The certificate of sequestration was introduced by the Scottish Government as a way to help people who are struggling to find a solution to deal with their debts.

It can be a good solution for some people but it is usually a last resort and there may be other, more suitable options such as the Debt Arrangement Scheme, a Trust Deed or MAP.

Our team of helpful advisors will be able to tell you if it's the right option for you.


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  • You could write off your debts within 12 months*
  • Allows you to make a fresh start with your finances
  • Protection from creditors included in your sequestration


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£2,000 or under£30,000 +

What is Sequestration (Bankruptcy)?

Sequestration is a legal declaration that you cannot pay your debts.  If you are sequestrated, control of things that you own, including your home, is passed to your Trustee (the person who administers your sequestration) who may sell them to pay your creditors what they are owed.  If you are in employment, the Trustee may also ask you to make contributions from your wages.

You will normally be discharged one year after the date your estate was sequestrated.  After this time, your creditors included in the sequestration will not be able to pursue you for anymore payments towards your debts and they will be written off.

Once you have been discharged from your sequestration, you can make a fresh start with your finances.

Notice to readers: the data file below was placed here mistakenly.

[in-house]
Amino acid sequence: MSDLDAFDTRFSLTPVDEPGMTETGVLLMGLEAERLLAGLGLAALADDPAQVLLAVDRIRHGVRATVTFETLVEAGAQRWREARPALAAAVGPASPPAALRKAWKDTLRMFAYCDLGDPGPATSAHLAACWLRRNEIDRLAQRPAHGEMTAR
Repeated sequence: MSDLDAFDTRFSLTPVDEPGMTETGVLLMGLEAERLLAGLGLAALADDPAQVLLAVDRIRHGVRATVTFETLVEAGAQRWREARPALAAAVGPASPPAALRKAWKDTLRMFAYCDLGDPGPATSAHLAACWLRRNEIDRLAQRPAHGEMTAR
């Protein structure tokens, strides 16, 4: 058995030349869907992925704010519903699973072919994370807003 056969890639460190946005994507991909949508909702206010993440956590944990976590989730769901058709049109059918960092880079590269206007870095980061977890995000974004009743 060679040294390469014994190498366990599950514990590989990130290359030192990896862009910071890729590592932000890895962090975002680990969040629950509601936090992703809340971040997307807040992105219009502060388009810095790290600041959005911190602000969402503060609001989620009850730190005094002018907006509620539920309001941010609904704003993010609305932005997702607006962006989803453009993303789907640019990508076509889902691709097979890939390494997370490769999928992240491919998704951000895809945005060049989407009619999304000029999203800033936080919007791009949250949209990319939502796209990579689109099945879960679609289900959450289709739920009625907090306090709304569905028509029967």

How Sequestration Works?

You can apply for your own sequestration by submitting an application form along with evidence to the Accountant in Bankruptcy (AiB). 

For this to be happen, you must be able to demonstrate that you are unable to pay your debts as they fall due.  Alternatively your creditors can petition the court for your sequestration.

A Trustee will be appointed to administer your sequestration.  Your Trustee will ingather any significant assets you own, this may include your house, car and anything of high value, and then the Trustee may then sell them in order to pay the costs of managing your sequestration and your debts.

You will also be asked to provide a breakdown of your income and outgoings, and if you have money left over after all your essential living costs have been paid, you may be asked to make a contribution from your income too.

Typically, your sequestration will last 12 months and you will then be discharged from the debts included in your sequestration.  However, depending on your circumstances, you may need to continue to make a monthly contribution from your income for up to 4 years, this is called an 'debtor contribution order'.


Sequestration Advantages

  • Your debt will be written off once you have been discharged from the sequestration, this is usually after 1 year.
  • Your creditors will not be able to take any further action regarding the debts included in your sequestration.
  •  After the sequestration is complete you can make a fresh start with your finances•    
  • Our friendly qualified staff will be there to support you every step of the way.

Sequestration Disadvantages

  • Any assets of value i.e. Car, jewellery will be handed over to the 'trustee' and used to pay your creditors
  • Your credit file will be affected for 6 years (usually)
  • During your sequestration you will not be able to get credit over £500 without notifying the lender of your sequestration.
  • Your job could be at risk depending on what your profession is.
  • If you are a homeowner you may lose your home
  • Any inheritance you are due, windfalls you receive or savings you have whilst you are in the sequestration must be handed over to your Trustee.

Sequestration FAQ's

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